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"Foyle's War" Broken Souls (2008)

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10 out of 10 people found the following review useful:

One of the best episodes

Author: Laight from United States
4 January 2012

*** This review may contain spoilers ***

It's now fall of 1944, and the war is winding down -- people are hoping it will end any day (although it was another six months before it did, and many more casualties resulted). In this episode, possibly the saddest in the series, several lives come together, all victims of the war or other unpleasant human circumstances, resulting in two deaths, neither premeditated; both due to anger, but one very generalized, one very specific. The upshot is a series of lives ruined, lives of people who were good people, perhaps, but like others in a war-torn environment, the boundaries between good and evil are lost. All in all, even the joy that anyone in this episode can feel is tainted with unbearable sadness and the possibility that all could be lost at any moment. Life is frail.

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4 out of 5 people found the following review useful:

Murder Mystery with an Emotionally Compelling Plot

Author: juliewriter from United States
7 July 2013

*** This review may contain spoilers ***

Beyond the plot of this excellent Foyle's War double murder mystery are compelling lessons about the human condition endured by survivors who lived through the various levels of England's World War II experiences. Characters are both victims of the war and those who survived by participating in it. Post Traumatic Stress Disorder is portrayed in several characters, whose special stories come together in a well acted series of inter-related sub plots. Emotional stress is spread among the characters who share the common thread of human loss, causing them emotional trauma. This mystery stays with you, especially the sensitive and creative scene where DCS Foyle (Michael Kitchen) reveals the murderer. Kitchen deserves acclaim for his portrayal of DCS Foyle, but his talent should be singled out for the acting in the ending scenes of "Broken Souls".

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Modern Sensibilities Mar Plot

Author: JAMES DECAMP from United States
1 September 2014

*** This review may contain spoilers ***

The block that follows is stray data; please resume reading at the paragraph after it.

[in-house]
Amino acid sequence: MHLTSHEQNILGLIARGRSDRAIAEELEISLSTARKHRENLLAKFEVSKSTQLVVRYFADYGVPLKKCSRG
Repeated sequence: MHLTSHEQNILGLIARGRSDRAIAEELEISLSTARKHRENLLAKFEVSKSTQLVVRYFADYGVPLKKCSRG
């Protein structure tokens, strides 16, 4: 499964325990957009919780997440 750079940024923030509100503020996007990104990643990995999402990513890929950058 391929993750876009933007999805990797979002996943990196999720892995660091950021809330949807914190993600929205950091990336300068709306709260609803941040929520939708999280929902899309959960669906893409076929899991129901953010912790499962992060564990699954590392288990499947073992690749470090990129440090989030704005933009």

I love Foyle's War for the situations and characters, who wouldn't? I love the scenery and situations, the drama and historical settings, the attempts to preserve a modicum of historical accuracy. I find it a flaw of the series in general that it presents an overly cheery and prosperous depiction of Britain during the War. Privation was real and widespread, and the public mood was darker than depicted. This particular episode really annoyed me for the reason I am about the make more clear.

Spoiler Alert: The maudlin concern about the fate of the German POW Johann makes absolutely no sense. With about a million Britains killed by the Nazis, some in their own homes during what was by design terror bombing, or by artillery lobbed into Dover from France, virtually no one in Britain would be in the least bothered by the "murder" of an escaped German POW. Further, the act depicted was *not* murder. The Geneva Convention makes the killing of a fleeing enemy combatant completely lawful. An escaped POW is a fleeing enemy combatant. When Dr. Novak killed him it was not murder, it was a lawful act of war, by any standard, regardless of Novak's motivation, or the viewers' sympathy or lack of comprehension of what war means. Novak was under no obligation to seek a more peaceful resolution, and in fact would have been derelict to do so. He was confronted by a younger, stronger enemy combatant, who had the potential to inflict further damage and causalities, regardless of what the viewers might think of his character. I am sure Fred Dawson slept more soundly knowing Johann was no longer a threat to his life.

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